Chronic short naps and subsequent very early bedtimeIf you’re stuck in a rut of short naps and very early bedtimes and you’re having trouble with split nights, this may be contributing to it. If you’ve been here a while you know I’m ABSOLUTELY an advocate for an early bedtime (6-8PM), but sometimes you can get caught up in a cycle of short naps and a very early bedtime before 6:00 PM and it can really shift your child’s circadian rhythm. One of two things will likely happen: Baby will wake up earlier because they get a full 12 hours of sleep, OR they’ll have a split night. Now this is probably one of the trickier culprits to tackle, but no fear, I have a LOT of resources to help. You want to start with the source, encouraging longer naps. If you haven’t already, read my blog “5 Tips for Short Naps” here! If you’re sick and tired of short naps and just want a solid plan to get it sorted, you want the Baby Nap Guide (for ages 0-18 months) to get you on the right track ASAP. Learn more about the Ultimate Nap Guide here.
So there you go, split nights explained and tips to help!
If you’re constantly struggling with bedtime and night sleep and need help, that’s where I come in. This is my jam! The first thing you want to do is make a clear plan for bedtime. None of this "chuck them in a crib and walk off for 12 hours." A solid sleep plan with several sleep teaching options to fit your comfort level as a parent. YOU choose what works best for your baby and your family 👇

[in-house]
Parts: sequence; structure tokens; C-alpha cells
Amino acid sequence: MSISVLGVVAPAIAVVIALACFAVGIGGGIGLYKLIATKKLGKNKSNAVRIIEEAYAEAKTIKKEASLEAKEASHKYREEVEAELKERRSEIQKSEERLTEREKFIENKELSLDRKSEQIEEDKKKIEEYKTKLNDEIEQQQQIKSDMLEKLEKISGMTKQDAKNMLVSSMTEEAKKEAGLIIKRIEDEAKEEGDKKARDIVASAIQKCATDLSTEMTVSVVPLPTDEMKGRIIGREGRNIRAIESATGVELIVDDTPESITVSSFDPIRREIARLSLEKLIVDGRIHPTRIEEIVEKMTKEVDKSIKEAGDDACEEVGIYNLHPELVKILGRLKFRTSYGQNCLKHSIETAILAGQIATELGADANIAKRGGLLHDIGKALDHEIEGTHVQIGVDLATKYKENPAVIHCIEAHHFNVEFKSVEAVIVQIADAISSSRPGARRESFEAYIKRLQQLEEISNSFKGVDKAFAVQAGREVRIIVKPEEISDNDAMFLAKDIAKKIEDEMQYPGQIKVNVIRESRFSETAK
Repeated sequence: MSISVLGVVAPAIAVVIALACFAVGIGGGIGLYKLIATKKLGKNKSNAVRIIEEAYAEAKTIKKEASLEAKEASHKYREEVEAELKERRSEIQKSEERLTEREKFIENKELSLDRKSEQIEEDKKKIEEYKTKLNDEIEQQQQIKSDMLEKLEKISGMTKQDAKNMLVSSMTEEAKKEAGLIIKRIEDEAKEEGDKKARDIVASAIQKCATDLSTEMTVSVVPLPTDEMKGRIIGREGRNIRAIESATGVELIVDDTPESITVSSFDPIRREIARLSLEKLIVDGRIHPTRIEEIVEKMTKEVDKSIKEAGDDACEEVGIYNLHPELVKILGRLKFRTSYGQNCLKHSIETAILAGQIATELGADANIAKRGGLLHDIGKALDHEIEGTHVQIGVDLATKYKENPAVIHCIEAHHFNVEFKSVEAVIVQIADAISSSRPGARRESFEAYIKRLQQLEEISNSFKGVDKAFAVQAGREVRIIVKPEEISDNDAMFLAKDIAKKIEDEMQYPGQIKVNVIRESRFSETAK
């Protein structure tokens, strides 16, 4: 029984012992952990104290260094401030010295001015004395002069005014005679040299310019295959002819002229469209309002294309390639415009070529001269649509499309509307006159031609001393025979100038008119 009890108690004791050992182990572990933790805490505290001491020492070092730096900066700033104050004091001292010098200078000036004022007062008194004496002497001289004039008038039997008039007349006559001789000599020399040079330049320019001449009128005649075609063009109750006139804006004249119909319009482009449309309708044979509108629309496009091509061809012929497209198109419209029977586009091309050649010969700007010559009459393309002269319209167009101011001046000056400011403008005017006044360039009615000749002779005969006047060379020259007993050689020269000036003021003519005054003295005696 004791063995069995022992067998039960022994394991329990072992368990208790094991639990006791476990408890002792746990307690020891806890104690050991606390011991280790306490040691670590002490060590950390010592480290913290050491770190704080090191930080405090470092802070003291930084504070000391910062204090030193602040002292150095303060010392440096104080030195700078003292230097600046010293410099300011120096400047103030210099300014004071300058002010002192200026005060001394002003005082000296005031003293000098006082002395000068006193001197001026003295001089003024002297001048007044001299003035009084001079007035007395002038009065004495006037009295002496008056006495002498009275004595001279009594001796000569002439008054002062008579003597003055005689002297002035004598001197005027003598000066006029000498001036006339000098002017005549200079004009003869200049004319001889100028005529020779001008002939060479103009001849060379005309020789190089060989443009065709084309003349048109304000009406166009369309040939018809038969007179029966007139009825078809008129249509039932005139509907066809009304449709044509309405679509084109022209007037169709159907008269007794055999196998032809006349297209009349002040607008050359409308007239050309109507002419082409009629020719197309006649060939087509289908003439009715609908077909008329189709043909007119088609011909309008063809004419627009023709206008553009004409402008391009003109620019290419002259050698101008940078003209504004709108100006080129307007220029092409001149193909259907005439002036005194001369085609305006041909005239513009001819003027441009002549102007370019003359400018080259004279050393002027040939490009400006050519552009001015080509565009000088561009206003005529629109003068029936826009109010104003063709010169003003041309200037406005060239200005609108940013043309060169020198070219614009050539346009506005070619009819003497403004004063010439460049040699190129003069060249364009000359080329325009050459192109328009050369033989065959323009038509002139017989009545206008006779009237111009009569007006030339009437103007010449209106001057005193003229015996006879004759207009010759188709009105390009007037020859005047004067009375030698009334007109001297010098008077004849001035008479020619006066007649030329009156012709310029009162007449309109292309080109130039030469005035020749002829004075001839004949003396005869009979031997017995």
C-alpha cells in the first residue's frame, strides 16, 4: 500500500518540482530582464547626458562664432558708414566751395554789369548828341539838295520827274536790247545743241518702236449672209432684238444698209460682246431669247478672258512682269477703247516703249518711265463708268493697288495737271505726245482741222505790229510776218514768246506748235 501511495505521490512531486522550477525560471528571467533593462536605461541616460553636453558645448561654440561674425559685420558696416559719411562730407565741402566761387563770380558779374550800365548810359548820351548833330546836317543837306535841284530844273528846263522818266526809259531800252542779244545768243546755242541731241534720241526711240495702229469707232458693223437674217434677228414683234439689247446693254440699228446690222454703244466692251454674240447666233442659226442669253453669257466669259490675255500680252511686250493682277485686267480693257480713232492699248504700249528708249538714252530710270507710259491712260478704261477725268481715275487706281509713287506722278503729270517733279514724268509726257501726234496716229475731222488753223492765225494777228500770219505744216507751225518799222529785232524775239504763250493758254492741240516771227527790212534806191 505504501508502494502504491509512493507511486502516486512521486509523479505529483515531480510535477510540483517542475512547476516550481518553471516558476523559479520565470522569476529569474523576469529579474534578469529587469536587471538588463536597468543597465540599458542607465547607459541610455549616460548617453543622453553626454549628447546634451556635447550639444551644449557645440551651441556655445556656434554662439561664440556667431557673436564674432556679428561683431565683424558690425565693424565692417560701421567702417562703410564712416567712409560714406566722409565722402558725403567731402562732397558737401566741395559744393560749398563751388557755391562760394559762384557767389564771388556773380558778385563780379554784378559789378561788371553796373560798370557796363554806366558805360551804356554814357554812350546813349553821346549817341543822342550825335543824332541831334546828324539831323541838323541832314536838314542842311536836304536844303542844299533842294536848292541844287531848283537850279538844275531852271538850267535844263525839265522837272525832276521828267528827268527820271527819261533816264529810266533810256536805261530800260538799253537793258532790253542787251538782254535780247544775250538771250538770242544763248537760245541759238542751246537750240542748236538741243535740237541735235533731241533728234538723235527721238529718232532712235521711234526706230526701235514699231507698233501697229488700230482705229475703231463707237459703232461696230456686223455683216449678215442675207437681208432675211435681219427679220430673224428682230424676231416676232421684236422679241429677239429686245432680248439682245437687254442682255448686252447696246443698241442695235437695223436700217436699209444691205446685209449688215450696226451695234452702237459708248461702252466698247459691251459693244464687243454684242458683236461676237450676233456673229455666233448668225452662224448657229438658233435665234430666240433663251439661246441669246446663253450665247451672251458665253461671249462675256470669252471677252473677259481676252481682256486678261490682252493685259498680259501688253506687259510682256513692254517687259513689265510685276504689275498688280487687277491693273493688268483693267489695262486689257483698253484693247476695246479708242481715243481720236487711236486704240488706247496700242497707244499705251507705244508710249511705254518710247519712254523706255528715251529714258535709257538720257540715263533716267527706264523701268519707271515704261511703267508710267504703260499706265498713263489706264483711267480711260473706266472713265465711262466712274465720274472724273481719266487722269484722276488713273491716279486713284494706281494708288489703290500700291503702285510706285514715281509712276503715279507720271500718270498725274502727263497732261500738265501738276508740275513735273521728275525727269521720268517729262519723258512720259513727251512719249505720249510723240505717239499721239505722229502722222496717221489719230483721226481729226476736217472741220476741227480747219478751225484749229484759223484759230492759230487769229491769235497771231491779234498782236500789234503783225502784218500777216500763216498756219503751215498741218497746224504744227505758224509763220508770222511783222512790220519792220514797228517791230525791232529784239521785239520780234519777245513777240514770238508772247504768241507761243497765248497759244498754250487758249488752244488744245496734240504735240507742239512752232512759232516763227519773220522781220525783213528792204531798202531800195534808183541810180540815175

If your baby is under 3 months old
If your baby is 4-24 months old
If your little one is 2 years +
Jenni, O.G. and LeBourgeois, M.K., 2006. Understanding sleep–wake behavior and sleep disorders in children: the value of a model. Current opinion in psychiatry, 19(3), p.282.
Cooney, M.R., Short, M.A. and Gradisar, M., 2018. An open trial of bedtime fading for sleep disturbances in preschool children: a parent group education approach. Sleep medicine, 46, pp.98-106.
Wurts, S.W. and Edgar, D.M., 2000. Circadian and homeostatic control of rapid eye movement (REM) sleep: promotion of REM tendency by the suprachiasmatic nucleus. Journal of Neuroscience, 20(11), pp.4300-4310.
Lee, M.L., Swanson, B.E. and Horacio, O., 2009. Circadian timing of REM sleep is coupled to an oscillator within the dorsomedial suprachiasmatic nucleus. Current Biology, 19(10), pp.848-852.
Khalsa, S.B.S., Conroy, D.A., Duffy, J.F., Czeisler, C.A. and DIJK, D.J., 2002. Sleep‐and circadian‐dependent modulation of REM density. Journal of sleep research, 11(1), pp.53-59.
Czeisler, C.A., Weitzman, E.D., Moore-Ede, M.C., Zimmerman, J.C. and Knauer, R.S., 1980. Human sleep: its duration and organization depend on its circadian phase. Science, 210(4475), pp.1264-1267.
Stay connected with news and updates!
Join our mailing list to receive the latest news and updates from our team.
Don't worry, your information will not be shared.
We hate SPAM. We will never sell your information, for any reason.